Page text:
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World Council for the Cedars Revolution

Apr 12th
Home arrow News Content arrow Blog arrow Blog Items arrow Intelligence arrow US: Hezbollah training Iraqi Shiite extremists in Iran
US: Hezbollah training Iraqi Shiite extremists in Iran PDF Print E-mail
Written by PATRICK QUINN, Associated Press Writer   
Monday, 05 May 2008


Iraqi Shiite extremists are being trained by members of the Lebanese militant group Hezbollah in camps near Tehran, a U.S. military spokesman said Monday.


Iraqis are receiving the training at camps operated by the Quds Force, an elite unit of Iran's Revolutionary Guard Corps that has been accused of training and funneling weapons to Shiite extremists in Iraq, Air Force Col. Donald Bacon, a U.S. military spokesman in Baghdad, told The Associated Press.

"We have multiple detainees who state Lebanese Hezbollah are providing training to Iraqis in Iranian IRGC-QF training camps near Tehran," Bacon said.

The Quds Force is also known as the Iranian Revolutionary Guards Corps-Quds Force, or IRGC-QF. Al-Quds is the Arabic name for Jerusalem.

The Quds Force is believed to operate overseas, helping to create the militant Shiite Hezbollah group in 1982 in Lebanon and to arm Bosnian Muslims during the Balkan wars.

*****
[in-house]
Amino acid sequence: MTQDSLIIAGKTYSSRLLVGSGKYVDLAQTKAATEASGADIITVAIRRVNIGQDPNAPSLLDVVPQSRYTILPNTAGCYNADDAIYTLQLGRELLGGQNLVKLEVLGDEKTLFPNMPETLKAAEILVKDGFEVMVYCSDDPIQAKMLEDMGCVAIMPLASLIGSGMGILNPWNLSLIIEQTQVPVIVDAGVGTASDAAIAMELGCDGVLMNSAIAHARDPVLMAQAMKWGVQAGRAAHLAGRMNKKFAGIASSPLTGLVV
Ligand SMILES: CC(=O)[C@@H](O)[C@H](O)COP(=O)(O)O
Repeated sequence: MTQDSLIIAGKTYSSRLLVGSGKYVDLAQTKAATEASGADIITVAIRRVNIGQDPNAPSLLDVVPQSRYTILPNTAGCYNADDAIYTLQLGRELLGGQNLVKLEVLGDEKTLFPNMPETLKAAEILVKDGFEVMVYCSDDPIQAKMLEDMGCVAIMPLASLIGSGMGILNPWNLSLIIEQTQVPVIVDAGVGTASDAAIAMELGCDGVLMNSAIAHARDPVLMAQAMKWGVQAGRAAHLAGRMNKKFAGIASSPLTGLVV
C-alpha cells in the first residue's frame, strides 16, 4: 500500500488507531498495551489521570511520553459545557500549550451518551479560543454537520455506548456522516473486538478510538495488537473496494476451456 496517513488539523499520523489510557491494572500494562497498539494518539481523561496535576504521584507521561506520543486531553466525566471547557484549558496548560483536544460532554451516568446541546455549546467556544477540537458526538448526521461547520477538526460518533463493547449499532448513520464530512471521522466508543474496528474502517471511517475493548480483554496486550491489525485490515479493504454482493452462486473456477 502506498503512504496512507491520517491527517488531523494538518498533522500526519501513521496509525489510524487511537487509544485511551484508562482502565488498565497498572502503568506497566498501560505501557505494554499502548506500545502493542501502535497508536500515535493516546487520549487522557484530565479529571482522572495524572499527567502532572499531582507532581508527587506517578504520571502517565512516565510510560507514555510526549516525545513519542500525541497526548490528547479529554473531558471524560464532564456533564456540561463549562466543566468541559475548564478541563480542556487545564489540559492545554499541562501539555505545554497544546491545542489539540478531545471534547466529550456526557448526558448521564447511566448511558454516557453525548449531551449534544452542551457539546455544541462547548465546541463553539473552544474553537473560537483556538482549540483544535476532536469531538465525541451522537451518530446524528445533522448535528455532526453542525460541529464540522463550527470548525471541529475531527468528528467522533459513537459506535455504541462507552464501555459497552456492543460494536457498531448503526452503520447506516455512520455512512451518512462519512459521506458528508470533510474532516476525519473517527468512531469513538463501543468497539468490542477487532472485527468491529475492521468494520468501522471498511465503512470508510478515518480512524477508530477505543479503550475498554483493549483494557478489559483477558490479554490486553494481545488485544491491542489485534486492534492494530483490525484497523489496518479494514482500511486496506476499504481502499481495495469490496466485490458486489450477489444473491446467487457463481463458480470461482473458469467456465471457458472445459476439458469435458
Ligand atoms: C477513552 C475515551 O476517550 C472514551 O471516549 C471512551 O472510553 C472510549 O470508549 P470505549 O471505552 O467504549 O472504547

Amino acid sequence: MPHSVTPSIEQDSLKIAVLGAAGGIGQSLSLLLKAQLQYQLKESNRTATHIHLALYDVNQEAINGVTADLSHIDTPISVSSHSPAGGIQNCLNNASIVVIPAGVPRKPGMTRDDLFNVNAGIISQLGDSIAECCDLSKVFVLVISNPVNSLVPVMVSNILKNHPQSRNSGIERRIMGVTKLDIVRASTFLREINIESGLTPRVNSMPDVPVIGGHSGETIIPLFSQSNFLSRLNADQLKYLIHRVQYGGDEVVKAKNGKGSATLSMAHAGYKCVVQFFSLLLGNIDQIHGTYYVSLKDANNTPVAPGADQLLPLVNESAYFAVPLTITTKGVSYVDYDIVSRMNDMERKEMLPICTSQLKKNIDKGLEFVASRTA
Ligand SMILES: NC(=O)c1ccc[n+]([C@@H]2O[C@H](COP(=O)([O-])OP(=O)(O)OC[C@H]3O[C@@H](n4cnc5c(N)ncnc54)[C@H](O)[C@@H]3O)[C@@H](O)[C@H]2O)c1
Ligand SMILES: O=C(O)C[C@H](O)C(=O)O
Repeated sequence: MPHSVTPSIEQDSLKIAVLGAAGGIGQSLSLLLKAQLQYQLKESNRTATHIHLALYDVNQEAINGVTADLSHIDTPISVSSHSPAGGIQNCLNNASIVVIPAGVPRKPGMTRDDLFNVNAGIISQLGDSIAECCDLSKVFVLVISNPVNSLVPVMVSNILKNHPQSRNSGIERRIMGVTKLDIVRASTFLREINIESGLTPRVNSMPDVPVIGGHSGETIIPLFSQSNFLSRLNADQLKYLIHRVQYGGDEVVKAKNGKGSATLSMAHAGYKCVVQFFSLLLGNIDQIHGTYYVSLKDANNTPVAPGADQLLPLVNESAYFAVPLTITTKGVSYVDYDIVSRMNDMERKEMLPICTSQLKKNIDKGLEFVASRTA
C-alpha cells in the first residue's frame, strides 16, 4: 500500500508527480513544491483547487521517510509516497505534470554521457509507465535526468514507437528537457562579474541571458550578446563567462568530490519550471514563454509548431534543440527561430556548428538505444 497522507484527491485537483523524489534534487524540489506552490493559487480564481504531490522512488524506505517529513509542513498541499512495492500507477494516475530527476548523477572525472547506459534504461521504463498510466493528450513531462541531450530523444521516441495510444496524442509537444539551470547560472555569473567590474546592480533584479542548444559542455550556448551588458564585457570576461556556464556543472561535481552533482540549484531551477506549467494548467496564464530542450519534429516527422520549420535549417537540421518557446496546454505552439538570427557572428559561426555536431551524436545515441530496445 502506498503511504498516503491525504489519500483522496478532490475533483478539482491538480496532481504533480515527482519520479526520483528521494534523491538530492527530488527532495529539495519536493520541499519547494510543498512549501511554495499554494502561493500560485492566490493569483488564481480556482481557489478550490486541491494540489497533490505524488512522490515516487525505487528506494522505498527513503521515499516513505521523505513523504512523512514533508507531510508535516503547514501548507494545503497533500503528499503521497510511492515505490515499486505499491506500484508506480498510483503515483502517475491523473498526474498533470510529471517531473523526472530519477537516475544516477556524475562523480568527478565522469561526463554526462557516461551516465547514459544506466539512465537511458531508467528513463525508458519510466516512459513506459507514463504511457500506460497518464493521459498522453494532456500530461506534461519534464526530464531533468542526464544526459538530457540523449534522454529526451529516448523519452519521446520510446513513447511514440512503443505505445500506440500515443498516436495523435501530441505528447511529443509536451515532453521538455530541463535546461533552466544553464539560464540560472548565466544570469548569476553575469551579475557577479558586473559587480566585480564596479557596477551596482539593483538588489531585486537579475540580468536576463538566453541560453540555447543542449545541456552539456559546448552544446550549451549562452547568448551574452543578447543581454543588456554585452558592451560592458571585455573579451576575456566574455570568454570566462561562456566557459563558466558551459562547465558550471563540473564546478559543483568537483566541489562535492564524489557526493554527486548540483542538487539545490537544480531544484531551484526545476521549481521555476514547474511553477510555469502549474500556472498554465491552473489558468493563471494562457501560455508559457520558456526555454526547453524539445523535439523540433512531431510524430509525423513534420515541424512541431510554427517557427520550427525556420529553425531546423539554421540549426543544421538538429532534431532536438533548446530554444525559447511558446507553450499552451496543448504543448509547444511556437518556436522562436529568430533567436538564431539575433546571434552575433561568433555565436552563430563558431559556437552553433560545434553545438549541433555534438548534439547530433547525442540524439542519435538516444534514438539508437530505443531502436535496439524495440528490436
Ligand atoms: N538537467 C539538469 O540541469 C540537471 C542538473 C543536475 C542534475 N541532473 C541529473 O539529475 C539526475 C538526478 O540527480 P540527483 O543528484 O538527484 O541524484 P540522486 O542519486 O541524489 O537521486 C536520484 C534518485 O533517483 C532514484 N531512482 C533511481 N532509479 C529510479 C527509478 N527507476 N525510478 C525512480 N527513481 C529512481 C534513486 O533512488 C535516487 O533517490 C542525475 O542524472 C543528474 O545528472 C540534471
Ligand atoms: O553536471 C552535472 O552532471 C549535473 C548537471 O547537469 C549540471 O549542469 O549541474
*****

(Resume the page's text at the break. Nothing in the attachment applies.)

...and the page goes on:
The first reports of Hezbollah training of Shiite extremists emerged in March 2007, when U.S. forces captured Qais Khazali, the senior Special Groups leader for Iraq, and Ali Mussa Daqduq, a senior Lebanese Hezbollah commander captured along with him. The arrests took place in the Shiite holy city of Karbala.

"Ali Mussa Daqduq confirmed Lebanese Hezbollah were providing training to Iraqi Special Group members in Iran and that his role was to assess the quality of training and make recommendations on how the training could be improved," Bacon told The AP in an e-mail.

Since then, Bacon said, "we have captured other Iraqis who have discussed their training in Iran and who state many of their instructors were Lebanese Hezbollah."

The U.S. has accused Iran of supporting Shiite militias in Iraq. But Iran, which is predominantly Shiite like Iraq, has blamed violence in the war-torn country on the U.S. presence.

U.S. and Iraqi forces have for the past six weeks battled Shiite extremists in Baghdad and the southern city of Basra. Hundreds of people have been killed in the fighting against the so-called "special groups" that have broken away from anti-American cleric Muqtada al-Sadr's Mahdi Army militia.

Iran said Monday it would not hold a new round of talks with the U.S. on security in Iraq until American forces end their assault against Shiite militias.

Iraq's government spokesman said Sunday that the crackdown will continue even if Iran pulls out of the talks.

A five-member Iraqi delegation was sent to Tehran last week to try to choke off suspected Iranian aid to militiamen. They met with Gen. Ghassem Soleimani, commander of the Quds Force, but no clear details emerged from the meeting.


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